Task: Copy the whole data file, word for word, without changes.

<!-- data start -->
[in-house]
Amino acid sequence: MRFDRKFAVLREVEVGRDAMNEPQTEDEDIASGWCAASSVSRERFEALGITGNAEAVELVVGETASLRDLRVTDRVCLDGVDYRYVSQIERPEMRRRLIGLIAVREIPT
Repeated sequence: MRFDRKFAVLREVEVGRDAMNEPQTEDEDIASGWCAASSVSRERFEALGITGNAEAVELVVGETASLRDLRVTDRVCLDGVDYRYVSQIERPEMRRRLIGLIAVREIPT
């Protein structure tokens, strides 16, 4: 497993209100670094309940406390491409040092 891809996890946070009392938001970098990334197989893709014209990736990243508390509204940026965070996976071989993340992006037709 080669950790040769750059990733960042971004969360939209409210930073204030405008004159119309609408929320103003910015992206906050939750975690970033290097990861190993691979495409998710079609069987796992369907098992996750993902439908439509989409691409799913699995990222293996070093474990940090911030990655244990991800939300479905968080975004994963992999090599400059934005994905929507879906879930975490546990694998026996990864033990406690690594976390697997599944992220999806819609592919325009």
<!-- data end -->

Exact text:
[in-house]
Amino acid sequence: MRFDRKFAVLREVEVGRDAMNEPQTEDEDIASGWCAASSVSRERFEALGITGNAEAVELVVGETASLRDLRVTDRVCLDGVDYRYVSQIERPEMRRRLIGLIAVREIPT
Repeated sequence: MRFDRKFAVLREVEVGRDAMNEPQTEDEDIASGWCAASSVSRERFEALGITGNAEAVELVVGETASLRDLRVTDRVCLDGVDYRYVSQIERPEMRRRLIGLIAVREIPT
């Protein structure tokens, strides 16, 4: 497993209100670094309940406390491409040092 891809996890946070009392938001970098990334197989893709014209990736990243508390509204940026965070996976071989993340992006037709 080669950790040769750059990733960042971004969360939209409210930073204030405008004159119309609408929320103003910015992206906050939750975690970033290097990861190993691979495409998710079609069987796992369907098992996750993902439908439509989409691409799913699995990222293996070093474990940090911030990655244990991800939300479905968080975004994963992999090599400059934005994905929507879906879930975490546990694998026996990864033990406690690594976390697997599944992220999806819609592919325009």